Inside Cybersecurity

September 19, 2021

Daily News

Lawmakers urged to shift Secret Service back to Treasury, bolster info-sharing to fight cyber threats in financial sector

By Charlie Mitchell / June 17, 2020

Tax credits for security improvements, moving the Secret Service back to the Treasury Department and better info-sharing are among the steps suggested by cybersecurity experts to help battle a “cyber-insurgency” of attacks on the financial sector and its customers that have been exacerbated by the COVID-19 crisis.

“During the first five months of 2020 alone, cyberattacks against the financial sector increased by 238 percent, according to VMware Carbon Black data. Cybercriminals are capitalizing on COVID-19, and they are doing so in tandem with the news cycle,” VMWare/Carbon Black’s Tom Kellermann testified Tuesday before the House Financial Services national security subcommittee.

“The financial sector is facing a myriad of highly sophisticated threats. Although the sector is generally more secure than other industry, it is facing the world’s elite hackers, composed of organized crime syndicates and motivated nation-states. Geopolitical tension is manifesting in cyberspace,” Kellermann said.

Jamil Jaffer

Jamil Jaffer, National Security Institute

The House Financial Services panel held a virtual hearing on “Cybercriminals and Fraudsters: How Bad Actors Are Exploiting the Financial System During the COVID-19 Pandemic,” with Kevin Coleman of the National Cyber Security Alliance, VMWare’s Kellermann, the National Security Institute’s Jamil Jaffer, and Amanda Senn of the Alabama Securities Commission on behalf of the North American Securities Administrators Association.

Kellermann called for modernizing money-laundering and forfeiture regulations, with seized assets “explicitly allocated to cybersecurity investment across US critical infrastructures”; “codifying an information-sharing program between law enforcement, financial institutions, and the Treasury Department”; creating a stronger regulatory framework around cryptocurrencies; establishing “a tax credit for financial sector companies that dedicate at least 10 percent of their IT budgets towards cybersecurity”; and backing legislation to move the Secret Service back to the Treasury Department from the Department of Homeland Security.

Jaffer, also a senior vice president at IronNet Cybersecurity and a former senior congressional and White House aide, echoed the call for shifting the Secret Service to Treasury with enhanced authority. “The current Administration supports this effort, having proposed such a move in its FY2021 budget submission to Congress,” Jaffer said, adding, “While the impact on DHS is important to consider, the Committee should take the action most likely to result in better cybersecurity for the critically important financial sector.”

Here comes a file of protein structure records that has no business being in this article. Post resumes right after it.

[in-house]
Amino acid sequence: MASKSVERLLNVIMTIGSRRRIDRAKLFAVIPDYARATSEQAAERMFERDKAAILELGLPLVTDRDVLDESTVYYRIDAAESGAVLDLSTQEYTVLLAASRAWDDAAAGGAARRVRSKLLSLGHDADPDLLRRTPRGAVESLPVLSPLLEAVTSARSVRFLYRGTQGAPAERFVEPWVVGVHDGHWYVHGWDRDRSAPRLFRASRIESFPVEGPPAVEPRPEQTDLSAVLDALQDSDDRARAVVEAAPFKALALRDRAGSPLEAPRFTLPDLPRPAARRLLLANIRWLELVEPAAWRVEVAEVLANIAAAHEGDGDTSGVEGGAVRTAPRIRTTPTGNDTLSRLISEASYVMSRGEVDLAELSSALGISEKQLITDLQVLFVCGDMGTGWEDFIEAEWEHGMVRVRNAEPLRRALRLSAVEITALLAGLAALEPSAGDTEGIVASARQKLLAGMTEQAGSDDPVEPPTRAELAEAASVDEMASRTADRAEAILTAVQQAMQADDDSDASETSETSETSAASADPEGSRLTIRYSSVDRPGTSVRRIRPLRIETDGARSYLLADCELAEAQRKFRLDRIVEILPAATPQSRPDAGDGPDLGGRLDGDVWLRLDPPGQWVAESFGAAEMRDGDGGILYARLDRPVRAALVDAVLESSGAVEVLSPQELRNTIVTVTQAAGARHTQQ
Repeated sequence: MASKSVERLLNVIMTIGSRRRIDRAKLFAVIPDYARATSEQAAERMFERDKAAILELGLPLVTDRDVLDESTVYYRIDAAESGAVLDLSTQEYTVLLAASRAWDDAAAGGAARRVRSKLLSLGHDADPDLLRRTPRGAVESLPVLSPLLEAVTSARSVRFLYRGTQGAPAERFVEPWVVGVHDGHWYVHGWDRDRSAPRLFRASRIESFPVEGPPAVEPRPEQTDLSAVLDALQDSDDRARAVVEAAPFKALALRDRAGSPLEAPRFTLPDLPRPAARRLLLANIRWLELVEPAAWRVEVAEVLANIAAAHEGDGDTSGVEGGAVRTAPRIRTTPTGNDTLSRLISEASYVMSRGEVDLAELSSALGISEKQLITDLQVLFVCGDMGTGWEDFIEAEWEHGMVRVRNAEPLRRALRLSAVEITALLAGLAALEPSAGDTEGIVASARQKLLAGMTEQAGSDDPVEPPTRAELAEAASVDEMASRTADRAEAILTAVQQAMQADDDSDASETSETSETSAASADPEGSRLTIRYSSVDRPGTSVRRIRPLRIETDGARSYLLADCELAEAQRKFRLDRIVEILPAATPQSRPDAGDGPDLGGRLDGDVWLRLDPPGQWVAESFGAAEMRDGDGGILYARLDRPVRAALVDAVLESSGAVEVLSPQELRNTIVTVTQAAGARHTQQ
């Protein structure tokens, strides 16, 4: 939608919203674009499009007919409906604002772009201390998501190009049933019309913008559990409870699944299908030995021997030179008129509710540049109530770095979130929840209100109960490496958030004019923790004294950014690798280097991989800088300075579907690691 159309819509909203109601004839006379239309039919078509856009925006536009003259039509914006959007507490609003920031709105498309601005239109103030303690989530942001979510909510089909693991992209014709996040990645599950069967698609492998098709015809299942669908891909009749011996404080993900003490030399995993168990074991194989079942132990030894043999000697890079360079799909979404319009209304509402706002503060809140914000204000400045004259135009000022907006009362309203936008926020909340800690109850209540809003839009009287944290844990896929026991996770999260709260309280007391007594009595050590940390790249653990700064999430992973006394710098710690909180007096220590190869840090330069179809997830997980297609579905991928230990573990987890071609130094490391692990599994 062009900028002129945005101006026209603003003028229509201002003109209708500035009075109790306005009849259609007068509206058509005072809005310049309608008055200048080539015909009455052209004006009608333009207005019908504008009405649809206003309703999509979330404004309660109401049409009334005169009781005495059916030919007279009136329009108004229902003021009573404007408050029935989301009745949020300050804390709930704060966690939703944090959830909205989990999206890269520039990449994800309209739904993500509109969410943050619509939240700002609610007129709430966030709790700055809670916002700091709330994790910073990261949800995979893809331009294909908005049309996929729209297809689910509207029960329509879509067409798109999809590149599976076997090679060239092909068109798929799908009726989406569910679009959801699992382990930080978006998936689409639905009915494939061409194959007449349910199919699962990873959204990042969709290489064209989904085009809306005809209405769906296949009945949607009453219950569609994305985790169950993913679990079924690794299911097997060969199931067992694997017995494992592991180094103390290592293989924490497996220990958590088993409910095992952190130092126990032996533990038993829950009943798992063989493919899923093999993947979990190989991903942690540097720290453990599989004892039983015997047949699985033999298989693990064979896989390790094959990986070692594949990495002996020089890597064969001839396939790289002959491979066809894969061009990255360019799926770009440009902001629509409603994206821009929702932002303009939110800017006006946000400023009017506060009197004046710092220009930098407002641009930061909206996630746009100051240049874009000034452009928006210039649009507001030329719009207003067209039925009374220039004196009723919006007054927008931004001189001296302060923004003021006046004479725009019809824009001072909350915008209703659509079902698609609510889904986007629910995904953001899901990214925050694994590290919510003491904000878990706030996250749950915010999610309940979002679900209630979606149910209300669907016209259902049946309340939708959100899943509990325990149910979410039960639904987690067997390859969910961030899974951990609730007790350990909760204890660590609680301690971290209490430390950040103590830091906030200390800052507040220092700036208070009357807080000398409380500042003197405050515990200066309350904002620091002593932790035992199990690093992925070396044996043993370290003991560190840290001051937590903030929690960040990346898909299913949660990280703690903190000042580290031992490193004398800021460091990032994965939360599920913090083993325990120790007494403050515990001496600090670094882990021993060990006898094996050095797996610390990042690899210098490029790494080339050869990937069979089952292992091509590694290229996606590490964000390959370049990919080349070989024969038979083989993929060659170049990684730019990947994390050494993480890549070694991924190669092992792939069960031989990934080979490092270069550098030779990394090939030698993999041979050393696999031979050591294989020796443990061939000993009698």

Tom Kellermann

Tom Kellermann, Chief Cybersecurity Officer, Carbon Black Inc.

Further, Jaffer said, “it is likewise important that the Committee strongly consider provid[ing] additional resources to U.S. Secret Service to investigate and directly address the very real cyber threats to financial institutions identified in this testimony and also consider appropriate modifications to U.S. Secret Service’s investigative authorities to support its work in this area.”

Like Kellermann, Jaffer called for bolstering Treasury’s info-sharing system, endorsing “creation of a Financial Threats Cyber Operation Center that would have access to real-time threat intelligence from the national security community, including DHS, FBI, NSA, and U.S. Cyber Command, as well as directly from the financial services industry with appropriate liability and other protections provided by the Cyber Information Sharing Act of 2015.”

Jaffer said: “Most importantly, the FT-CyOC ought serve not simply as an information sharing mechanism, but also should work directly with industry and government partners to enable them to take action against such threats as they happen. Placing this capability at Treasury would specifically allow the Department to take advantage of the trusted relationships it has already built with key industry players and organizations, including but not limited to the FS-ISAC and FSARC, as well as its already strong existing relationships with key cyber players in government, including across the national security community.”

Jaffer also called for closer collaboration with international partners.

Senn noted the NASAA’s launch of a COVD-19 Enforcement Task Force to “to disrupt, discourage and deter fraudulent or illegal activities which pose threats to investors before significant losses occur.” She offered strong support for two bills produced by the Financial Services Committee creating a COVID-19 “restitution assistance fund” and a bill to protect seniors from fraud.

Coleman of the NCSA discussed efforts in tandem with the Cybersecurity and Infrastructure Security Agency, as well as with other federal and private-sector partners, to share tools on cyber hygiene, Internet of Things security and other issues. – Charlie Mitchell (cmitchell@iwpnews.com)